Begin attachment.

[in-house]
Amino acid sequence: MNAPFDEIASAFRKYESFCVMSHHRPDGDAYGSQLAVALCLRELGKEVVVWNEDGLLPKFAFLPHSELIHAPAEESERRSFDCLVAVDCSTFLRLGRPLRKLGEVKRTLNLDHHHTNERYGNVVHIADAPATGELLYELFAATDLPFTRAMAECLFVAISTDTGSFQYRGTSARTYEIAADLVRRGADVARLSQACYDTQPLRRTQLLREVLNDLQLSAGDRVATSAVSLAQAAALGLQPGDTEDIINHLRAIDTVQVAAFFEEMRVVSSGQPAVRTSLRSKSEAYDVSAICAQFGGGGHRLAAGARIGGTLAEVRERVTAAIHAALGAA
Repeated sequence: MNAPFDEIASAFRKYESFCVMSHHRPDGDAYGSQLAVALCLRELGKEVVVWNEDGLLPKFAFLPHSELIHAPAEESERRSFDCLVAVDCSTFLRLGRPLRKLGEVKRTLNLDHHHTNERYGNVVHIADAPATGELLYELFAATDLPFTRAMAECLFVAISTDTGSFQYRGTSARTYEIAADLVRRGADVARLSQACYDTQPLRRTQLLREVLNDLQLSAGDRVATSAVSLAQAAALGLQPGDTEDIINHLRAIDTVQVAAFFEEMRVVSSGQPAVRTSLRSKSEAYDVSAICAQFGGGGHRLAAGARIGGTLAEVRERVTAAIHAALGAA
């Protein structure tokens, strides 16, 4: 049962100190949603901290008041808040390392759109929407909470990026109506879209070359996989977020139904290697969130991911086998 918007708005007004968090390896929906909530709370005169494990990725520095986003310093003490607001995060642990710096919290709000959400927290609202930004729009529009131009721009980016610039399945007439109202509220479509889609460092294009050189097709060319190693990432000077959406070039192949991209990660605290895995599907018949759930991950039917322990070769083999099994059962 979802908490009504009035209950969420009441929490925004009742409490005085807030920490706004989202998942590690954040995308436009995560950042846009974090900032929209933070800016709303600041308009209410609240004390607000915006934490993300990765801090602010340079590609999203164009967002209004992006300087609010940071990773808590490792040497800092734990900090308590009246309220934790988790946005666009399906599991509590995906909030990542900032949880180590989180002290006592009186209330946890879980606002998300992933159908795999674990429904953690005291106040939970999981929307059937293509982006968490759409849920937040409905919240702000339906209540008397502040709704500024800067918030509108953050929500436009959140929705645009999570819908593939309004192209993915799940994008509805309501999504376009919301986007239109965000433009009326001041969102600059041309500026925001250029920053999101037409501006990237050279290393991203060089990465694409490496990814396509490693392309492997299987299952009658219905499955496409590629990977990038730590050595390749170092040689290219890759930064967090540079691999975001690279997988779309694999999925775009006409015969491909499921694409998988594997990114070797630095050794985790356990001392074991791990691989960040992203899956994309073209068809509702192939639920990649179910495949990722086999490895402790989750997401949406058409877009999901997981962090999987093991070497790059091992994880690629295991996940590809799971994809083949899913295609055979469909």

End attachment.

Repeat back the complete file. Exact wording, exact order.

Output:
[in-house]
Amino acid sequence: MNAPFDEIASAFRKYESFCVMSHHRPDGDAYGSQLAVALCLRELGKEVVVWNEDGLLPKFAFLPHSELIHAPAEESERRSFDCLVAVDCSTFLRLGRPLRKLGEVKRTLNLDHHHTNERYGNVVHIADAPATGELLYELFAATDLPFTRAMAECLFVAISTDTGSFQYRGTSARTYEIAADLVRRGADVARLSQACYDTQPLRRTQLLREVLNDLQLSAGDRVATSAVSLAQAAALGLQPGDTEDIINHLRAIDTVQVAAFFEEMRVVSSGQPAVRTSLRSKSEAYDVSAICAQFGGGGHRLAAGARIGGTLAEVRERVTAAIHAALGAA
Repeated sequence: MNAPFDEIASAFRKYESFCVMSHHRPDGDAYGSQLAVALCLRELGKEVVVWNEDGLLPKFAFLPHSELIHAPAEESERRSFDCLVAVDCSTFLRLGRPLRKLGEVKRTLNLDHHHTNERYGNVVHIADAPATGELLYELFAATDLPFTRAMAECLFVAISTDTGSFQYRGTSARTYEIAADLVRRGADVARLSQACYDTQPLRRTQLLREVLNDLQLSAGDRVATSAVSLAQAAALGLQPGDTEDIINHLRAIDTVQVAAFFEEMRVVSSGQPAVRTSLRSKSEAYDVSAICAQFGGGGHRLAAGARIGGTLAEVRERVTAAIHAALGAA
């Protein structure tokens, strides 16, 4: 049962100190949603901290008041808040390392759109929407909470990026109506879209070359996989977020139904290697969130991911086998 918007708005007004968090390896929906909530709370005169494990990725520095986003310093003490607001995060642990710096919290709000959400927290609202930004729009529009131009721009980016610039399945007439109202509220479509889609460092294009050189097709060319190693990432000077959406070039192949991209990660605290895995599907018949759930991950039917322990070769083999099994059962 979802908490009504009035209950969420009441929490925004009742409490005085807030920490706004989202998942590690954040995308436009995560950042846009974090900032929209933070800016709303600041308009209410609240004390607000915006934490993300990765801090602010340079590609999203164009967002209004992006300087609010940071990773808590490792040497800092734990900090308590009246309220934790988790946005666009399906599991509590995906909030990542900032949880180590989180002290006592009186209330946890879980606002998300992933159908795999674990429904953690005291106040939970999981929307059937293509982006968490759409849920937040409905919240702000339906209540008397502040709704500024800067918030509108953050929500436009959140929705645009999570819908593939309004192209993915799940994008509805309501999504376009919301986007239109965000433009009326001041969102600059041309500026925001250029920053999101037409501006990237050279290393991203060089990465694409490496990814396509490693392309492997299987299952009658219905499955496409590629990977990038730590050595390749170092040689290219890759930064967090540079691999975001690279997988779309694999999925775009006409015969491909499921694409998988594997990114070797630095050794985790356990001392074991791990691989960040992203899956994309073209068809509702192939639920990649179910495949990722086999490895402790989750997401949406058409877009999901997981962090999987093991070497790059091992994880690629295991996940590809799971994809083949899913295609055979469909």